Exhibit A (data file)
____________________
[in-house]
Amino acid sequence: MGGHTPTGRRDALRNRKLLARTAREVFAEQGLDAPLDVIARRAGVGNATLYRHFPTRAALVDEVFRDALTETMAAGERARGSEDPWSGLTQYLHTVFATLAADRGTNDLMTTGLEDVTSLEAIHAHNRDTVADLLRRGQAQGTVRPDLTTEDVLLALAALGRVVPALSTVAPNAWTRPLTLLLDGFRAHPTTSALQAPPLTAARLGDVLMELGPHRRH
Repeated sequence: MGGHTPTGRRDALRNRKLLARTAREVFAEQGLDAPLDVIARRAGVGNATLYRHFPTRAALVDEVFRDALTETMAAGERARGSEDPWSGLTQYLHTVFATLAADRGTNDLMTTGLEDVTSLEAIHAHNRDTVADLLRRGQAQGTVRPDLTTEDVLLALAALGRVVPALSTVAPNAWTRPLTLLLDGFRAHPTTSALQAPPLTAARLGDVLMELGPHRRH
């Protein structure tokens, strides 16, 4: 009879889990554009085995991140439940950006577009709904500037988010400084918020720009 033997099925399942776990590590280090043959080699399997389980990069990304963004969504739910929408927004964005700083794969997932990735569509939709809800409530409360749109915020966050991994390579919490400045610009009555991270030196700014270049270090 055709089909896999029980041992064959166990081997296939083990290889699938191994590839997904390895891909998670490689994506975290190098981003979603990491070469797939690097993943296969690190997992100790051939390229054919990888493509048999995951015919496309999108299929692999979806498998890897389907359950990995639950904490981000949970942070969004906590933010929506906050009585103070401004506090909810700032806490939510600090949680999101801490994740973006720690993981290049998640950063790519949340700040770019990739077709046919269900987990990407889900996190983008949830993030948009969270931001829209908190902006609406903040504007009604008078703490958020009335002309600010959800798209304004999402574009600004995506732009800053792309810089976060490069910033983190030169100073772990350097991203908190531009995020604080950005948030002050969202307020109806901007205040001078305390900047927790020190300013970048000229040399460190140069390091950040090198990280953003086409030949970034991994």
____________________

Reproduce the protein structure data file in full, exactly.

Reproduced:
[in-house]
Amino acid sequence: MGGHTPTGRRDALRNRKLLARTAREVFAEQGLDAPLDVIARRAGVGNATLYRHFPTRAALVDEVFRDALTETMAAGERARGSEDPWSGLTQYLHTVFATLAADRGTNDLMTTGLEDVTSLEAIHAHNRDTVADLLRRGQAQGTVRPDLTTEDVLLALAALGRVVPALSTVAPNAWTRPLTLLLDGFRAHPTTSALQAPPLTAARLGDVLMELGPHRRH
Repeated sequence: MGGHTPTGRRDALRNRKLLARTAREVFAEQGLDAPLDVIARRAGVGNATLYRHFPTRAALVDEVFRDALTETMAAGERARGSEDPWSGLTQYLHTVFATLAADRGTNDLMTTGLEDVTSLEAIHAHNRDTVADLLRRGQAQGTVRPDLTTEDVLLALAALGRVVPALSTVAPNAWTRPLTLLLDGFRAHPTTSALQAPPLTAARLGDVLMELGPHRRH
């Protein structure tokens, strides 16, 4: 009879889990554009085995991140439940950006577009709904500037988010400084918020720009 033997099925399942776990590590280090043959080699399997389980990069990304963004969504739910929408927004964005700083794969997932990735569509939709809800409530409360749109915020966050991994390579919490400045610009009555991270030196700014270049270090 055709089909896999029980041992064959166990081997296939083990290889699938191994590839997904390895891909998670490689994506975290190098981003979603990491070469797939690097993943296969690190997992100790051939390229054919990888493509048999995951015919496309999108299929692999979806498998890897389907359950990995639950904490981000949970942070969004906590933010929506906050009585103070401004506090909810700032806490939510600090949680999101801490994740973006720690993981290049998640950063790519949340700040770019990739077709046919269900987990990407889900996190983008949830993030948009969270931001829209908190902006609406903040504007009604008078703490958020009335002309600010959800798209304004999402574009600004995506732009800053792309810089976060490069910033983190030169100073772990350097991203908190531009995020604080950005948030002050969202307020109806901007205040001078305390900047927790020190300013970048000229040399460190140069390091950040090198990280953003086409030949970034991994």